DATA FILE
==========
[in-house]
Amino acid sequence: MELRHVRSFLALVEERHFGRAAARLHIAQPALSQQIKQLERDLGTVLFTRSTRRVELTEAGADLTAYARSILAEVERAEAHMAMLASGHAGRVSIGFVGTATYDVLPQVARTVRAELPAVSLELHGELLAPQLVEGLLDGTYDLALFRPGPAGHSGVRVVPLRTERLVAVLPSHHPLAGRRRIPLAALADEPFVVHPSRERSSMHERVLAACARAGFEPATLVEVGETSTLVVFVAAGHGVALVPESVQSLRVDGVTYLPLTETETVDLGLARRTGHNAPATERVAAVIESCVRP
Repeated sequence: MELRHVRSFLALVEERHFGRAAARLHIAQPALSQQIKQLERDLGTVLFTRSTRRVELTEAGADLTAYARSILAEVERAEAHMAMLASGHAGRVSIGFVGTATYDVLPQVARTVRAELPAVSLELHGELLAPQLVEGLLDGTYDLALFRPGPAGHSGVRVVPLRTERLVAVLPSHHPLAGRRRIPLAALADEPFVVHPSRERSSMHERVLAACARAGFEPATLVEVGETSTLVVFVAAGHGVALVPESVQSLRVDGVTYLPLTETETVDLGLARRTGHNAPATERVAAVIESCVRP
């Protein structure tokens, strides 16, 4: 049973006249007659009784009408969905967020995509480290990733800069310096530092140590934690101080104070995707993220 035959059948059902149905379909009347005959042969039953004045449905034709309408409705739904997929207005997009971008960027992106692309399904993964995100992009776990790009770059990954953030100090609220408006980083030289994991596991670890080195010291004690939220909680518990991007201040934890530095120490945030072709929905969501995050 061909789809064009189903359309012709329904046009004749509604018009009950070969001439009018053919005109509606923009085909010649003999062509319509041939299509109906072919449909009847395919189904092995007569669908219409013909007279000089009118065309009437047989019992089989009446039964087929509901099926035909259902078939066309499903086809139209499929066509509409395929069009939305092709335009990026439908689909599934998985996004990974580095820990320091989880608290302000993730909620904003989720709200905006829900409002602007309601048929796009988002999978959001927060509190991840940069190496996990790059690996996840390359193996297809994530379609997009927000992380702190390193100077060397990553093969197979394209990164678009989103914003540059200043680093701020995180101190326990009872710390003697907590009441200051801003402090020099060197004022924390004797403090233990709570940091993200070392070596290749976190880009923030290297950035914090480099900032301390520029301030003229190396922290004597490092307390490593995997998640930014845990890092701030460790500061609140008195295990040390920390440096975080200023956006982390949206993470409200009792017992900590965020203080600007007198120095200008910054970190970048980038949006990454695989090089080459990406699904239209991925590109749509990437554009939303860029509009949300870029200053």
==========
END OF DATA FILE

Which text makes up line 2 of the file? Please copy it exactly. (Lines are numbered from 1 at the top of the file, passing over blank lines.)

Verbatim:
Amino acid sequence: MELRHVRSFLALVEERHFGRAAARLHIAQPALSQQIKQLERDLGTVLFTRSTRRVELTEAGADLTAYARSILAEVERAEAHMAMLASGHAGRVSIGFVGTATYDVLPQVARTVRAELPAVSLELHGELLAPQLVEGLLDGTYDLALFRPGPAGHSGVRVVPLRTERLVAVLPSHHPLAGRRRIPLAALADEPFVVHPSRERSSMHERVLAACARAGFEPATLVEVGETSTLVVFVAAGHGVALVPESVQSLRVDGVTYLPLTETETVDLGLARRTGHNAPATERVAAVIESCVRP